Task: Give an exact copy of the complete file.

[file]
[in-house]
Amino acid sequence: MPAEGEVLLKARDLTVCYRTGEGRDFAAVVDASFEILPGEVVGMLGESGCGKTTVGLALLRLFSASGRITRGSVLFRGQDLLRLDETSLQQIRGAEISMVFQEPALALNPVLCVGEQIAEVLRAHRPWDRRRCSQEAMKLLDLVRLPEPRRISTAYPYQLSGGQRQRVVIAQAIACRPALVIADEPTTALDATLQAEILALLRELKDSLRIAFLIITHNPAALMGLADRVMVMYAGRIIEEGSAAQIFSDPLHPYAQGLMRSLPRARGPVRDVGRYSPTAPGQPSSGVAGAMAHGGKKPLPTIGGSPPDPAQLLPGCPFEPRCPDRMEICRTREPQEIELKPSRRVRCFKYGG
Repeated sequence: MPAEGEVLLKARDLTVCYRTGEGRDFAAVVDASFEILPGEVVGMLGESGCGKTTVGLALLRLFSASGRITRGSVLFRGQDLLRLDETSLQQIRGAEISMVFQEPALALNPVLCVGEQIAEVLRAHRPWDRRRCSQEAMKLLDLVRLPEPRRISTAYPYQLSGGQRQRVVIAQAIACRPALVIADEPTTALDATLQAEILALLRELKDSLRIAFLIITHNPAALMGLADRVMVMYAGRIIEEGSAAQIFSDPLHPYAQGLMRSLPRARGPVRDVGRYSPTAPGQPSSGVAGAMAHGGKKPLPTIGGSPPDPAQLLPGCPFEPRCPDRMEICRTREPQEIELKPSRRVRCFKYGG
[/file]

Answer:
[in-house]
Amino acid sequence: MPAEGEVLLKARDLTVCYRTGEGRDFAAVVDASFEILPGEVVGMLGESGCGKTTVGLALLRLFSASGRITRGSVLFRGQDLLRLDETSLQQIRGAEISMVFQEPALALNPVLCVGEQIAEVLRAHRPWDRRRCSQEAMKLLDLVRLPEPRRISTAYPYQLSGGQRQRVVIAQAIACRPALVIADEPTTALDATLQAEILALLRELKDSLRIAFLIITHNPAALMGLADRVMVMYAGRIIEEGSAAQIFSDPLHPYAQGLMRSLPRARGPVRDVGRYSPTAPGQPSSGVAGAMAHGGKKPLPTIGGSPPDPAQLLPGCPFEPRCPDRMEICRTREPQEIELKPSRRVRCFKYGG
Repeated sequence: MPAEGEVLLKARDLTVCYRTGEGRDFAAVVDASFEILPGEVVGMLGESGCGKTTVGLALLRLFSASGRITRGSVLFRGQDLLRLDETSLQQIRGAEISMVFQEPALALNPVLCVGEQIAEVLRAHRPWDRRRCSQEAMKLLDLVRLPEPRRISTAYPYQLSGGQRQRVVIAQAIACRPALVIADEPTTALDATLQAEILALLRELKDSLRIAFLIITHNPAALMGLADRVMVMYAGRIIEEGSAAQIFSDPLHPYAQGLMRSLPRARGPVRDVGRYSPTAPGQPSSGVAGAMAHGGKKPLPTIGGSPPDPAQLLPGCPFEPRCPDRMEICRTREPQEIELKPSRRVRCFKYGG